Kinesiology Tape For Knee Pain

Kinesiology Tape or K-Tape is an elastic therapeutic tape used to manage pain and inflammation for a variety of muscles and joints.   This is such a great treatment; definitely one of my favourites in clinic.

Patients will come in specifically asking for this treatment and often wish to learn how to do it themselves.  I find that the Olympics will get more and more people interested, since it can be witnessed in cool design on these elite athletes.

That’s where this article comes in handy.

This stuff works so well, I’ve had some people ask if the tape is medicated (which it’s not).  I’ve also had people ask if there is “Voodoo” involved (not that I’m aware of).

Specifically in this post I’m going to cover how to apply kinesiology tape to help with knee pain.  This tape job helps with conditions such as MCL sprains, Meniscal injury, Patella Femoral Pain  Syndrome, Jumper’s knee, and more.

If you are someone who is dealing with knee pain, you might also want to check out my blog post “4 Reasons Your Knees Hurt…and why it’s not your knees fault“.  This will give you a better understanding of factors that contribute to knee pain and are indirectly related.

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Step 1:


You’re going to want to get yourself some good quality tape.  Some of the stuff I’ve seen in pharmacies is pretty low quality.  If you want decent results, you’re going to need the proper tools.

Here are a couple good choices you can get for a decent price:

Rock Tape (click here)


KT Tape (click here)

You can decide whether you want pre-cut pieces or just the full roll.  I tend to prefer doing my own cutting and save a few bucks.  You should have a decent pair of scissors.  If you tape for a living, you might invest in a pair of Taping Scissors.  Otherwise, get yourself a decent pair of office scissors.

Step 2:

Make sure the skin is clean and dry prior to applying the tape.  I will often use a damp towel to wash off any excess lotion from the area I’m going to tape.  This will allow the tape to stick considerably longer.

If there is a lot of body hair in the area that needs to be taped, you made need to shave first to keep the tape from coming off too easily.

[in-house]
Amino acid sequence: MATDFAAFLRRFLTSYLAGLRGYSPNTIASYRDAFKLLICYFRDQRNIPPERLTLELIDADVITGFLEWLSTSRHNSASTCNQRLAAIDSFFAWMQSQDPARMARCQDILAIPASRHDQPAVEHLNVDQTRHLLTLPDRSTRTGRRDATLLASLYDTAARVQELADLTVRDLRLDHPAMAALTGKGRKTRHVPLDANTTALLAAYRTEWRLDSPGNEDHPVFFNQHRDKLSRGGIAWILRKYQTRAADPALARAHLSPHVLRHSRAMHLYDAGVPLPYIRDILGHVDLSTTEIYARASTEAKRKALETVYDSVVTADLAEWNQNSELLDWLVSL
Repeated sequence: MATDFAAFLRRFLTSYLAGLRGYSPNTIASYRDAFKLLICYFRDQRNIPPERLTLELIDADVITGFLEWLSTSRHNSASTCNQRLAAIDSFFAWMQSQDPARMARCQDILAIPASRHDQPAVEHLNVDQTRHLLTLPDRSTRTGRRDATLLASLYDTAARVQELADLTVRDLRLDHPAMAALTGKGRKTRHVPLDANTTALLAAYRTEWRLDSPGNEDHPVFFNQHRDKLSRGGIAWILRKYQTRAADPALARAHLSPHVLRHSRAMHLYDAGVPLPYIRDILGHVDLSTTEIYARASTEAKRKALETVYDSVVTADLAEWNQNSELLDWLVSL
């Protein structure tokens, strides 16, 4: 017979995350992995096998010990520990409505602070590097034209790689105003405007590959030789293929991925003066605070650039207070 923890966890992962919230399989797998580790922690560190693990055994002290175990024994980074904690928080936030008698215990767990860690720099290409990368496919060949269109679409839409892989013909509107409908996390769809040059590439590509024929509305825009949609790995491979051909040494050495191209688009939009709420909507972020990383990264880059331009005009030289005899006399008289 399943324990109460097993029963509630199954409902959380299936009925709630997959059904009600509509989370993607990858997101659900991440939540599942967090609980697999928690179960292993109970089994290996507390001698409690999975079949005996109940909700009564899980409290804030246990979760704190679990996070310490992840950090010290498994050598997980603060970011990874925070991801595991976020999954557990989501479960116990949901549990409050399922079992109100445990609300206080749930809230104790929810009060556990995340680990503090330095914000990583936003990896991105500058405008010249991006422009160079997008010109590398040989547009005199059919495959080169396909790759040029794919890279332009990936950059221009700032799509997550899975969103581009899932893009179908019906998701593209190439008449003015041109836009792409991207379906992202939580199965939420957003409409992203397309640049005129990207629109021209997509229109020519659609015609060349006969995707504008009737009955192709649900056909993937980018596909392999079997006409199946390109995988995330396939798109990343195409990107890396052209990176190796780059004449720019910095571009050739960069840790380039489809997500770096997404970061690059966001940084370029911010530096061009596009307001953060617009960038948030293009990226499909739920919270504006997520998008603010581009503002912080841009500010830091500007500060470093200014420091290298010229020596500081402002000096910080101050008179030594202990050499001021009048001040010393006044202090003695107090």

If you prepare the area properly and apply good taping technique, you can expect the tape to last for 3 to 5 days.

Step 3:

With your leg extended straight out on the floor, measure out a piece of tape the length of your thigh (quadriceps) and cut.  Then cut through the middle of the tape, roughly a third of the distance.  Make sure you trim and round out all the edges.  This will help prevent the edges from rolling up.

Measured piece without rounding
Rounded “Y” Cut








The piece of tape should look like a “Y” when you’re done.  In fact, this is called a “Y-cut”. Sometime you can buy the tape pre-cut to look like this but it’s a pretty simple step and you might as well save some money.

Step 4:

Starting at the upper thigh, apply at least 1 inch of the tape without any tension at all.  You should be using the bottom of the “Y” for this and have the forked portion down by the knee.

Notice 1 inch anchor applied first

This step is often missed or performed incorrectly so I will take a second to reiterate that you want ZERO tension in the first inch of tape.  This is the”anchor” of the tape.  By leaving this area tension free, you will make the whole tape job stronger and last longer.

Step  5:

Bend the knee as far as you can comfortably, more the better.  You’ll want to pull the rest of the tape beyond the “anchor” at approximately 25-50% tension.  By the knee, wrap the arms of the “Y” around the kneecap and have them meet at the bottom of the knee.  End the portion just below the kneecap with ZERO tension as well.


Step 6 (optional):

Use this step with pain that is predominantly on this inner side of the knee.  This tends to be the more common side of the knee to be affected.  Measure out a “I” strip that runs roughly 2 inches above and below the joint line (where the femur meets the tibia).

With the knee full bent, apply the tape with 50% tension starting from the middle.  You’ll have to tear the paper in the middle and then pull lengthwise so that the tape runs along the inner knee.  Leave about an inch on both ends with ZERO tension.


You should notice some wrinkling around the kneecap if you’ve applied the tape correctly. That pull on the skin contributes to managing inflammation.

If you get red, itchy, or feel discomfort from wearing the tape, remove it immediately.  You might be allergic.  The tape can get it wet in the shower, just don’t scrub it.

That’s it, you’re done!  Let me know how you did.  If there is a specific area you want me to make a tutorial for let me know.

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You may also like:

5 Quick Tips for Better Stretching

How to know when to ICE vs. HEAT an injury

4 Reasons Your Knees Hurt…and why it’s not your knees fault